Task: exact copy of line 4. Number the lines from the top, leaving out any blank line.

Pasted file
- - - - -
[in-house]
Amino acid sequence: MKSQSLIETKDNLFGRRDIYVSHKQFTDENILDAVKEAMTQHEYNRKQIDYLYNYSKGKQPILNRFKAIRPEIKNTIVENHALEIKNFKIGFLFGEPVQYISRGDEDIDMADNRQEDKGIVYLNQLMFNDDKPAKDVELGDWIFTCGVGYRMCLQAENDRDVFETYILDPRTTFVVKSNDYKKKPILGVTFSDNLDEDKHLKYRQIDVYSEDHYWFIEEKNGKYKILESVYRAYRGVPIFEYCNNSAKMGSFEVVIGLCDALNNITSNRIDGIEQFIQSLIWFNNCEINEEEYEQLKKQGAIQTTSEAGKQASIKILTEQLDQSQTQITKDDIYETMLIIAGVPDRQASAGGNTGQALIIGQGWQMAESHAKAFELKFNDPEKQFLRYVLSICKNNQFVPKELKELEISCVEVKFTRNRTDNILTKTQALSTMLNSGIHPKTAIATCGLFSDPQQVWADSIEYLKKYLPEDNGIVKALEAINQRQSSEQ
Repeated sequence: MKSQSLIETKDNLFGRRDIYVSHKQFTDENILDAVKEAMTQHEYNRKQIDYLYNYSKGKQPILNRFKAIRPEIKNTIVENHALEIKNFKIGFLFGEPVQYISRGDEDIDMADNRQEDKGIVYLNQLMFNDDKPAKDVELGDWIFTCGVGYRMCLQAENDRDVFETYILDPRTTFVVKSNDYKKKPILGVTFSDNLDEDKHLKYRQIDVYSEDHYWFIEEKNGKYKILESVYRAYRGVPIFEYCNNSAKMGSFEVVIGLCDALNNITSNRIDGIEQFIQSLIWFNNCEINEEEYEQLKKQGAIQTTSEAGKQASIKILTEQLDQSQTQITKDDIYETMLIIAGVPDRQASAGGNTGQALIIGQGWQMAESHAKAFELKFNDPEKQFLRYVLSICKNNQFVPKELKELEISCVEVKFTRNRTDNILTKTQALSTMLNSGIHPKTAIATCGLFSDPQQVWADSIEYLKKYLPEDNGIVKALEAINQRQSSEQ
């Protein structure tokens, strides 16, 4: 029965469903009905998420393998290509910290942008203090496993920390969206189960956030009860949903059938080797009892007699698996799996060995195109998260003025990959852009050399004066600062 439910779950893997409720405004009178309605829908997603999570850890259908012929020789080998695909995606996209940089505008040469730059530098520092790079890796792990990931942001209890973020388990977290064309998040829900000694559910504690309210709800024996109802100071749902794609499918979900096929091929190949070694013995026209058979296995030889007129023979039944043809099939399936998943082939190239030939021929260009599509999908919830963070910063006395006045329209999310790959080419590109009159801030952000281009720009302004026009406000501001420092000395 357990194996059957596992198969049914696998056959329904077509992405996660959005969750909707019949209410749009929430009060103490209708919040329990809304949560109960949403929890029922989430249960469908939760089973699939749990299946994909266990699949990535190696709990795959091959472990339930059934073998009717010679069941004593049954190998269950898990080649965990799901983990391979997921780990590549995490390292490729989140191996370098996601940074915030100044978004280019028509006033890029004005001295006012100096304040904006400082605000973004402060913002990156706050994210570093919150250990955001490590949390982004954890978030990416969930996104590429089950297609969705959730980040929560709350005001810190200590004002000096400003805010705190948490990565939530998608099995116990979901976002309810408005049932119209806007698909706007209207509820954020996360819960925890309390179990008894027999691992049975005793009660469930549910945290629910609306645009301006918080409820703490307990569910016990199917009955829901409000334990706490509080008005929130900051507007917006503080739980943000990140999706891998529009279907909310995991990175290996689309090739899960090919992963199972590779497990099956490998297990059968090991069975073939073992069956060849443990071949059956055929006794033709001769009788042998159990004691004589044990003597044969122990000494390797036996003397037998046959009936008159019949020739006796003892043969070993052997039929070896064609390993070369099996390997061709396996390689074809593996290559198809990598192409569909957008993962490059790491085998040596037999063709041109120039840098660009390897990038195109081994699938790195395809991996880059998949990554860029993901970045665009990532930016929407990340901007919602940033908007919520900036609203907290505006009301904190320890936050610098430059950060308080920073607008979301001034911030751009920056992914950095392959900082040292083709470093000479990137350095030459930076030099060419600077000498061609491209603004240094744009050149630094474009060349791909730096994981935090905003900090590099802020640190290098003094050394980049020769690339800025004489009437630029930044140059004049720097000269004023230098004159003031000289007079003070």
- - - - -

């Protein structure tokens, strides 16, 4: 029965469903009905998420393998290509910290942008203090496993920390969206189960956030009860949903059938080797009892007699698996799996060995195109998260003025990959852009050399004066600062 439910779950893997409720405004009178309605829908997603999570850890259908012929020789080998695909995606996209940089505008040469730059530098520092790079890796792990990931942001209890973020388990977290064309998040829900000694559910504690309210709800024996109802100071749902794609499918979900096929091929190949070694013995026209058979296995030889007129023979039944043809099939399936998943082939190239030939021929260009599509999908919830963070910063006395006045329209999310790959080419590109009159801030952000281009720009302004026009406000501001420092000395 357990194996059957596992198969049914696998056959329904077509992405996660959005969750909707019949209410749009929430009060103490209708919040329990809304949560109960949403929890029922989430249960469908939760089973699939749990299946994909266990699949990535190696709990795959091959472990339930059934073998009717010679069941004593049954190998269950898990080649965990799901983990391979997921780990590549995490390292490729989140191996370098996601940074915030100044978004280019028509006033890029004005001295006012100096304040904006400082605000973004402060913002990156706050994210570093919150250990955001490590949390982004954890978030990416969930996104590429089950297609969705959730980040929560709350005001810190200590004002000096400003805010705190948490990565939530998608099995116990979901976002309810408005049932119209806007698909706007209207509820954020996360819960925890309390179990008894027999691992049975005793009660469930549910945290629910609306645009301006918080409820703490307990569910016990199917009955829901409000334990706490509080008005929130900051507007917006503080739980943000990140999706891998529009279907909310995991990175290996689309090739899960090919992963199972590779497990099956490998297990059968090991069975073939073992069956060849443990071949059956055929006794033709001769009788042998159990004691004589044990003597044969122990000494390797036996003397037998046959009936008159019949020739006796003892043969070993052997039929070896064609390993070369099996390997061709396996390689074809593996290559198809990598192409569909957008993962490059790491085998040596037999063709041109120039840098660009390897990038195109081994699938790195395809991996880059998949990554860029993901970045665009990532930016929407990340901007919602940033908007919520900036609203907290505006009301904190320890936050610098430059950060308080920073607008979301001034911030751009920056992914950095392959900082040292083709470093000479990137350095030459930076030099060419600077000498061609491209603004240094744009050149630094474009060349791909730096994981935090905003900090590099802020640190290098003094050394980049020769690339800025004489009437630029930044140059004049720097000269004023230098004159003031000289007079003070």